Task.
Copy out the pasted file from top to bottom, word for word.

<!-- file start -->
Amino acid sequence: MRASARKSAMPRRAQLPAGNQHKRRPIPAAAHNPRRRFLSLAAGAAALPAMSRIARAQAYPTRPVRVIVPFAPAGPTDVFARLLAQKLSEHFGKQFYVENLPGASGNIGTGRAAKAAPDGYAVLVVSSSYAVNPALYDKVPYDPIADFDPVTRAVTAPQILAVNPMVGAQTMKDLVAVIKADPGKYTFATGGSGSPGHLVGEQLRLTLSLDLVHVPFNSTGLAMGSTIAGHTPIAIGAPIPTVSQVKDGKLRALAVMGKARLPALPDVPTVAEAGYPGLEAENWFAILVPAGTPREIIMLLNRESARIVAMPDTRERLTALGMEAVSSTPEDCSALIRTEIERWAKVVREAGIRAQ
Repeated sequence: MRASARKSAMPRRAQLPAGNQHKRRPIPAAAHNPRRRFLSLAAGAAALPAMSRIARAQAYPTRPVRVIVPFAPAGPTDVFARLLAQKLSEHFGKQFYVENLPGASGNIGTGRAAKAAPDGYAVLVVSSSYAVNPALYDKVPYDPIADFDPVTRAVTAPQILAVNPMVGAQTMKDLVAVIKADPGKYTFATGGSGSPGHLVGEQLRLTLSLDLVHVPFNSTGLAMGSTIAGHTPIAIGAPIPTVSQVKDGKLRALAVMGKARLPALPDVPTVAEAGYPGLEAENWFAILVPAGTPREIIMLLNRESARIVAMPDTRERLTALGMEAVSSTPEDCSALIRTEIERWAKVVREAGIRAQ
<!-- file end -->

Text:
Amino acid sequence: MRASARKSAMPRRAQLPAGNQHKRRPIPAAAHNPRRRFLSLAAGAAALPAMSRIARAQAYPTRPVRVIVPFAPAGPTDVFARLLAQKLSEHFGKQFYVENLPGASGNIGTGRAAKAAPDGYAVLVVSSSYAVNPALYDKVPYDPIADFDPVTRAVTAPQILAVNPMVGAQTMKDLVAVIKADPGKYTFATGGSGSPGHLVGEQLRLTLSLDLVHVPFNSTGLAMGSTIAGHTPIAIGAPIPTVSQVKDGKLRALAVMGKARLPALPDVPTVAEAGYPGLEAENWFAILVPAGTPREIIMLLNRESARIVAMPDTRERLTALGMEAVSSTPEDCSALIRTEIERWAKVVREAGIRAQ
Repeated sequence: MRASARKSAMPRRAQLPAGNQHKRRPIPAAAHNPRRRFLSLAAGAAALPAMSRIARAQAYPTRPVRVIVPFAPAGPTDVFARLLAQKLSEHFGKQFYVENLPGASGNIGTGRAAKAAPDGYAVLVVSSSYAVNPALYDKVPYDPIADFDPVTRAVTAPQILAVNPMVGAQTMKDLVAVIKADPGKYTFATGGSGSPGHLVGEQLRLTLSLDLVHVPFNSTGLAMGSTIAGHTPIAIGAPIPTVSQVKDGKLRALAVMGKARLPALPDVPTVAEAGYPGLEAENWFAILVPAGTPREIIMLLNRESARIVAMPDTRERLTALGMEAVSSTPEDCSALIRTEIERWAKVVREAGIRAQ